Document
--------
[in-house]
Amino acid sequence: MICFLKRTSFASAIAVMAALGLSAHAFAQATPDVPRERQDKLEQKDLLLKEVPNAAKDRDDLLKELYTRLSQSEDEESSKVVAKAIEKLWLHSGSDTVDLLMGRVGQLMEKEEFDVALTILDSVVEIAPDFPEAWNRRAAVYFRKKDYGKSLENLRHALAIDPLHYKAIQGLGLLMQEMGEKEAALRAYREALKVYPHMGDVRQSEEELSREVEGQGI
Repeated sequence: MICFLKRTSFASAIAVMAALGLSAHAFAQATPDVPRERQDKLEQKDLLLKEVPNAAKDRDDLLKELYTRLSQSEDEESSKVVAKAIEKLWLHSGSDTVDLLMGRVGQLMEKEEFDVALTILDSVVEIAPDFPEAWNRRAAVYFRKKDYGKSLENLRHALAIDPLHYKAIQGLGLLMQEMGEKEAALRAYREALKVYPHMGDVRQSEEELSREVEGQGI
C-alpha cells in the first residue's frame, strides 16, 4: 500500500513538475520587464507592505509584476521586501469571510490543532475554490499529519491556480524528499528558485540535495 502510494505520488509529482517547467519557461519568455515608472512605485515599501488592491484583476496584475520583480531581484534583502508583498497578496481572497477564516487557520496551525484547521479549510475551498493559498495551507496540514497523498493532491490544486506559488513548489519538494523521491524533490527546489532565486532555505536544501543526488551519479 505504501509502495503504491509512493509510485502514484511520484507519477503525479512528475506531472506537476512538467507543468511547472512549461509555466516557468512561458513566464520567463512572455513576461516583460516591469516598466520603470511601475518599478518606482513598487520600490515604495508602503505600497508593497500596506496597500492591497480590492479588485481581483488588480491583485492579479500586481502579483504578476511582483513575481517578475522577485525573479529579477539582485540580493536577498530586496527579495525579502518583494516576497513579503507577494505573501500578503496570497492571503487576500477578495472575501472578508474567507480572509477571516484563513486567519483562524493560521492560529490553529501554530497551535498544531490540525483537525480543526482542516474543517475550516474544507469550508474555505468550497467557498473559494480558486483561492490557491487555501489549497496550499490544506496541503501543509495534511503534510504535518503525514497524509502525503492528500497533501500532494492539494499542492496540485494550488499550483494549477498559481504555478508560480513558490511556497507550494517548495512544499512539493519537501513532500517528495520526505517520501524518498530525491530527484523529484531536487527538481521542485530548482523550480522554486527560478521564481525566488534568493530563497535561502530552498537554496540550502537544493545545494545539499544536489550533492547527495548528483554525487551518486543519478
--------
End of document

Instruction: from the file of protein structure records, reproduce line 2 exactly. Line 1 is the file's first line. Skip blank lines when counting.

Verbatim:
Amino acid sequence: MICFLKRTSFASAIAVMAALGLSAHAFAQATPDVPRERQDKLEQKDLLLKEVPNAAKDRDDLLKELYTRLSQSEDEESSKVVAKAIEKLWLHSGSDTVDLLMGRVGQLMEKEEFDVALTILDSVVEIAPDFPEAWNRRAAVYFRKKDYGKSLENLRHALAIDPLHYKAIQGLGLLMQEMGEKEAALRAYREALKVYPHMGDVRQSEEELSREVEGQGI